This past week Montana Governor Steve Bullock announced a plan to improve child protection and child welfare services. The announcement comes against a backdrop of increasing state foster care numbers and a threat by HHS to cut-off CAPTA funds if the state does not come into compliance with that law’s federal requirements on disclosure of information as it relates to child fatalities.
The Governor’s announcement of increased resources and staff hiring comes against what the Governor described as a 75 percent increase in foster care placements over the past eight years (65 percent over five years). The Governor’s initiative, “Protect Montana Kids” is in response to increased cases involving drug and alcohol abuse by parents.
The initiative comes after an August 13, letter issued by Children’s Bureau Commissioner Joo Yeung Chang informing the state that they could lose their CAPTA state grant funds unless they amend their laws to meet the required disclosure requirements when it comes to child fatalities. The disclosure requirements have been on the books for years with the latest changes through CAPTA enacted in 2010. The letter was disclosed by the AP and reported by them (Feds Warns Montana It Faces Cutoff Of Abuse Program Funding ) on August 26, 2015.
The challenge for the Bureau and Montana is that CAPTA funding has become so small that the state of Montana receives only $120,000 a year to carry out the various CAPTA child protection and prevention initiatives. The AP reports that the state’s total child welfare budget is $70 million. The Montana legislature is not scheduled to meet again until 2017 and the cost of a special session of the legislature to come into CAPTA compliance would be more than the loss of federal child protection funding.
CAPTA funding, now at less than $26 million a year for all states and territories, is small enough when allocated that it provides 13 states with less funding than the salary of a member of Congress. Recognizing the limited legislative schedule, the Bureau letter directed Montana to come into compliance by 2017 with certain actions indicating the state’s intent before 2017.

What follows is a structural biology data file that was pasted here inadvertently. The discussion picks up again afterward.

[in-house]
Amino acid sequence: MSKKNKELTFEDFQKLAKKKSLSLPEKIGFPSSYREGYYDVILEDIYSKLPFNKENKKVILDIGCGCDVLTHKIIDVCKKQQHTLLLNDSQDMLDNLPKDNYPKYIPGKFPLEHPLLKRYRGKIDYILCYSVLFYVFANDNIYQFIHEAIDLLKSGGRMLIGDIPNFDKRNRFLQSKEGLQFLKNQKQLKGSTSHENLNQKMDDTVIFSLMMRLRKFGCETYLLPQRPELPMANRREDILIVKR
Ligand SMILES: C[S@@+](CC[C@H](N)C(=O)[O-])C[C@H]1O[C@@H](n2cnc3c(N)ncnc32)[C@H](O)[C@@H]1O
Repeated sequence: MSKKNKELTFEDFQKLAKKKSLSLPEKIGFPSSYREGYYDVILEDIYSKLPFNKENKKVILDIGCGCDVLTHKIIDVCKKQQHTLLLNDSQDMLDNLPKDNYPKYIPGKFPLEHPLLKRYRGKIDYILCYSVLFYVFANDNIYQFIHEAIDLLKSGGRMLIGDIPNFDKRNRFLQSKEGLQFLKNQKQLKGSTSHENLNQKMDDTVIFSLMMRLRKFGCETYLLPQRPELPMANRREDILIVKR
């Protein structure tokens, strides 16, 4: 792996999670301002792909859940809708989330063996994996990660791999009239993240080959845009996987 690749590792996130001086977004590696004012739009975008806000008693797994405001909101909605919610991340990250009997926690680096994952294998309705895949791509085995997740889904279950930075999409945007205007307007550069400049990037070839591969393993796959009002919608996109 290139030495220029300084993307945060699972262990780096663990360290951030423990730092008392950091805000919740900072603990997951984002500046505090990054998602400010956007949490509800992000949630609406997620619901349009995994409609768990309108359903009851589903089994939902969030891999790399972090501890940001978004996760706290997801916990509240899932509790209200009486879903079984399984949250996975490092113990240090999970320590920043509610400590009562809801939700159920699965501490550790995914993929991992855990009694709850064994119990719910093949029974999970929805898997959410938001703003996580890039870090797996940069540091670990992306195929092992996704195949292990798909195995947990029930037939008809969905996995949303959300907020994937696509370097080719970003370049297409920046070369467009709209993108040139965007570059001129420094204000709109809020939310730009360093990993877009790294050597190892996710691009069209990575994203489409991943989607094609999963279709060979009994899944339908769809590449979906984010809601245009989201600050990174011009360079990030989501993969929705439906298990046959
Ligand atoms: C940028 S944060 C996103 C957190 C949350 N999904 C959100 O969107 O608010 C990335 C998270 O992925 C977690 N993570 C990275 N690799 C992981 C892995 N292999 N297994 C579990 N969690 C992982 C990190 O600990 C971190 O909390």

CAPTA is due for reauthorization this current fiscal year (2015) and that target will not be met. More likely its reauthorization will be impacted by the Commission to Eliminate Child Abuse and Neglect Fatalities recommendations which are expected early next year. CAPTA was most recently amended by Congress this year to add state mandates regarding the screening and training regarding sex trafficking victims. In recent years Congress has subjected CAPTA to the across-the-board sequestration cuts with those cuts later embedded into the final appropriations enacted as part of the 2014-2015 final appropriations. CAPTA state grant funds peaked in 2004 under President George W Bush when it received an increase to approximately $30 million.
The Montana Governor’s plan would hire 33 more staff at child advocacy centers across the state in an effort to reduce caseloads. The legislation would not be taken up until 2017 with the Governor setting up a commission to look at the issue over the next year.